Skip to main content

Alert! Ransom Scams Target Parents


A missing child is every parent’s worst nightmare. In a single moment, your world could be completely turned upside down and the next steps may be hard to find. Your main goal is simple: to find your missing child and have them home with you again, oftentimes, no matter what it takes. 

You may not consider that during this difficult time, someone could use the situation to take advantage of you.  

But, unfortunately, they might. 

Recently, here at the National Center for Missing & Exploited Children, we’ve seen some cases where scammers are targeting parents of missing children in their most vulnerable moments, using personal phone numbers and information to make it seem like they know where their child is. 

But how do they do it? 

Many times, the culprits behind these types of scams use some type of web crawler, a type of internet bot, to search the internet and alert them to specific keywords or phrases online, like “missing” or “missing child.” This can lead them to social media posts made by family members that contain personal information, such as phone numbers or even email addresses. 

After they have your contact details, they reach out via social media or use third-party calling or messaging apps to contact your family and make ransom demands.

Although each case is different, the scammers often lie to parents, telling family members that they have their loved one and will not release them until a ransom demand is met, even though they’ve never actually met the child. Most often, they demand money or gift cards, ranging in price. In the scams tracked by NCMEC, we have seen certain repeat amounts demanded, such as $3,000, $7,000 or $10,000 U.S. dollars.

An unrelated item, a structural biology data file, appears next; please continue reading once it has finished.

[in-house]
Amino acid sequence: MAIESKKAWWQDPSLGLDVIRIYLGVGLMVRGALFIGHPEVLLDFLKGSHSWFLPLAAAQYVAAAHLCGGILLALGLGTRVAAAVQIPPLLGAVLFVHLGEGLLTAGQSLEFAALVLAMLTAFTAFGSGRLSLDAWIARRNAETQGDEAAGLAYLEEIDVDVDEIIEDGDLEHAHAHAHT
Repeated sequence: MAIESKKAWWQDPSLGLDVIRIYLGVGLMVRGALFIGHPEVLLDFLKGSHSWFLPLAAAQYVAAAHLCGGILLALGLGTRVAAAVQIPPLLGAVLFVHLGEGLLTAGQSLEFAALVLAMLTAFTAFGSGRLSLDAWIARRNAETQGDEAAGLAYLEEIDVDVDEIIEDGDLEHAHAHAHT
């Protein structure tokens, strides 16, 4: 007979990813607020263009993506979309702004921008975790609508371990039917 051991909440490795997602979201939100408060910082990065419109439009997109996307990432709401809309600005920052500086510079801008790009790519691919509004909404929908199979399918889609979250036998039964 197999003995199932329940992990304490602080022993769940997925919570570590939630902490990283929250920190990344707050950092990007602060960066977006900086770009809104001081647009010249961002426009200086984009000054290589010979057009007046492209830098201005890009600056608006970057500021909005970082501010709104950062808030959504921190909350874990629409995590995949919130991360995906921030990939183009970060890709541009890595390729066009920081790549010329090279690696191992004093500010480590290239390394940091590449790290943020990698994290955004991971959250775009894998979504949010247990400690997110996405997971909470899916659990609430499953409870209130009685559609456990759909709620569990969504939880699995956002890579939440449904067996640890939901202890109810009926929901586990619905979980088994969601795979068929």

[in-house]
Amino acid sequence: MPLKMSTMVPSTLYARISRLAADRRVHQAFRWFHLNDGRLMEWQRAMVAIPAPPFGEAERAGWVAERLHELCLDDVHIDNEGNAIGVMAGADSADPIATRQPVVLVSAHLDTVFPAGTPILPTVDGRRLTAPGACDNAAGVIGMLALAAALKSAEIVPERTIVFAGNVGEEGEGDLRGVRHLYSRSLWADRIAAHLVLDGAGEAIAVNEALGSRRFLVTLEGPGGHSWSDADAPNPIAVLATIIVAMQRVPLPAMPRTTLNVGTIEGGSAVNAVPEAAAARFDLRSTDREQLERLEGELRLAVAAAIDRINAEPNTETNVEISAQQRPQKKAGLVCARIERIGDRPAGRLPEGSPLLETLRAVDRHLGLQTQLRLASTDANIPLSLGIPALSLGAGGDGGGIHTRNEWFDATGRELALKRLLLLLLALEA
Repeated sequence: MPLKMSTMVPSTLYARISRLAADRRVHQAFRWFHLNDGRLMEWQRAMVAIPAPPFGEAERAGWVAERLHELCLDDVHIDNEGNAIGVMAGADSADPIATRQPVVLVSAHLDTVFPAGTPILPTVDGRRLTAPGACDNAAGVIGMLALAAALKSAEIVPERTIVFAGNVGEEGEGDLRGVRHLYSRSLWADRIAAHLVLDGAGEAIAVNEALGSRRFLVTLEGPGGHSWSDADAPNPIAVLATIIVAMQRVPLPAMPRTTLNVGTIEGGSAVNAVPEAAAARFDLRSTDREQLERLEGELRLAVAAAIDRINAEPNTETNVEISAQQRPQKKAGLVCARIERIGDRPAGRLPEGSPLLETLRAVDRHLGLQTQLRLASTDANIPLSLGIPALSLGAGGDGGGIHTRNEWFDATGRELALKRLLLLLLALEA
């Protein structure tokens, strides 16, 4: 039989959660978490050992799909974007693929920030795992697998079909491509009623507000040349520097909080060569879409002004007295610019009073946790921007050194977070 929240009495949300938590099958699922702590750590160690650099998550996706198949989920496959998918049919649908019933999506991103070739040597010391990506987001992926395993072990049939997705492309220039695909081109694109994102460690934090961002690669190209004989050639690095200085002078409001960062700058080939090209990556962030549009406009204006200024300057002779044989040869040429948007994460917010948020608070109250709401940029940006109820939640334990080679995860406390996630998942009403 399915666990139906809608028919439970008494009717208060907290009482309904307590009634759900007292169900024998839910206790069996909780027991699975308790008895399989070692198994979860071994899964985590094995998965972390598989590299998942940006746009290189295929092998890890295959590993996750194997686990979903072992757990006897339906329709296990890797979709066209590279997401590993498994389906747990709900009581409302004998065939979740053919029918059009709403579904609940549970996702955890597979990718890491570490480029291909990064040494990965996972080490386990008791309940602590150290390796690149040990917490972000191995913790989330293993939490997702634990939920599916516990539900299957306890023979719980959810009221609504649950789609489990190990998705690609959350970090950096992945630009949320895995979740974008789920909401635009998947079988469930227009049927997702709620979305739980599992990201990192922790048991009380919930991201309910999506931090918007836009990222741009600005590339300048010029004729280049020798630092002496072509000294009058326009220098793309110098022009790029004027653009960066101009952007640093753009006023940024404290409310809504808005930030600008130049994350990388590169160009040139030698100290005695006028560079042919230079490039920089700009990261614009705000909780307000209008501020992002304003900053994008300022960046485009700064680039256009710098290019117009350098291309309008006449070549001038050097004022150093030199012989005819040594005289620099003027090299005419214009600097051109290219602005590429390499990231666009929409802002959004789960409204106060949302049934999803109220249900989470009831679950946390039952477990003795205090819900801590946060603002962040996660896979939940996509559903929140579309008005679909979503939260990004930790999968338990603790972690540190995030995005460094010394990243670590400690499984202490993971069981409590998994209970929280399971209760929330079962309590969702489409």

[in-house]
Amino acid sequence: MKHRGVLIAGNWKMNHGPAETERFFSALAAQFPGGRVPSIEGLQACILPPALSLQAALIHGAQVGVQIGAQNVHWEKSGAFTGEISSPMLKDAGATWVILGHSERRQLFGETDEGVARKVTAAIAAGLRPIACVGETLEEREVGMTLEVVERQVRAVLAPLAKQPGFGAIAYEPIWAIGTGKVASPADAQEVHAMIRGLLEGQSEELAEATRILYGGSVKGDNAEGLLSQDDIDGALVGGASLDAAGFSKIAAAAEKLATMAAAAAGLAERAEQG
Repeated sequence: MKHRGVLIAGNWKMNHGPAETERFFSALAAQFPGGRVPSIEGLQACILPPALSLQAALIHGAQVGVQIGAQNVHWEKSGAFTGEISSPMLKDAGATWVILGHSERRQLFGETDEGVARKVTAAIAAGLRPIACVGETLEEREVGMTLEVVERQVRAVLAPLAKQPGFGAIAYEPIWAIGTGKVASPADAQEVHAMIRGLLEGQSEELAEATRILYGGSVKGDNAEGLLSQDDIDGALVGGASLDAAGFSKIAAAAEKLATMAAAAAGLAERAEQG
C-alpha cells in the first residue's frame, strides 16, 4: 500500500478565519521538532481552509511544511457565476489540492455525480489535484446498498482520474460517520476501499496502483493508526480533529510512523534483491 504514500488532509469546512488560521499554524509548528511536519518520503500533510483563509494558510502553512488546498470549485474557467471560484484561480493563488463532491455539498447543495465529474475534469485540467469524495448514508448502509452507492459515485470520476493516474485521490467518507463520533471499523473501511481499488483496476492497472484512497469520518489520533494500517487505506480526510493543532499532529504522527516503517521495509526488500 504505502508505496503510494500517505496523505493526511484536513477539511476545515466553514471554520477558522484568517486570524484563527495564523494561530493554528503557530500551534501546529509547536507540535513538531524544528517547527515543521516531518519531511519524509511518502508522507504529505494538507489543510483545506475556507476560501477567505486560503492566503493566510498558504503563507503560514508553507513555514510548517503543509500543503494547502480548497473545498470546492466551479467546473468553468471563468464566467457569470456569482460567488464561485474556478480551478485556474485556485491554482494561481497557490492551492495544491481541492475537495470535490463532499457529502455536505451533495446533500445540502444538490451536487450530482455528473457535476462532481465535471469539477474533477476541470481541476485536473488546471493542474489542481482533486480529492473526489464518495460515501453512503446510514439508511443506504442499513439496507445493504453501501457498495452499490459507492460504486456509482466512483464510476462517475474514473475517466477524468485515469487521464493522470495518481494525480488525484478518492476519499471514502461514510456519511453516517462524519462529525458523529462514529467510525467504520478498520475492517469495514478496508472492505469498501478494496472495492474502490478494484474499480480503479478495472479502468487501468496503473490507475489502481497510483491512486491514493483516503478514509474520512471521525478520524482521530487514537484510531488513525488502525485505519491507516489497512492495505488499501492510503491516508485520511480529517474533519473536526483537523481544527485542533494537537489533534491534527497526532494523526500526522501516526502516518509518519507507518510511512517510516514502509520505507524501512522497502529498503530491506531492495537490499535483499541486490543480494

Since 2020, NCMEC has become aware of approximately 50 of these types of scams. However, there may be instances that have not been reported to us.

Although the idea that someone could attempt and take advantage of this situation is scary, there is one step you can take to try and avoid this type of scam. 

Given the frequency of scams demanding a hoax ransom, NCMEC encourages families to rely on us to create and distribute posters. If families do choose to create their own posters, NCMEC cautions parents against including their personal phone number or email address on the poster.

Instead of your own personal information, consider including the phone number for the investigating agency. If you’re working with NCMEC, you can direct tipsters to our 24/7 hotline, 1-800-THE-LOST.

To learn more about how NCMEC creates and disseminates posters, we created this brand-new information flyer for families, where they can find information, tips and warnings regarding missing posters both before and after recovery.  

If your child is missing and something like this does happen to you, immediately report the occurrence to law enforcement, and if you’re working with NCMEC, let your case manager know. 

It’s important to keep all documentation of the emails, text messages and logs of communication so that law enforcement can review it. Try to keep track of as much information as possible so the appropriate agencies can help you review and determine if the occurrence is actually a scam. 

And, as always, the National Center for Missing & Exploited Children is here to help.  

To learn more about ways NCMEC can assist your family if your child goes missing, visit our website at

Topics in this article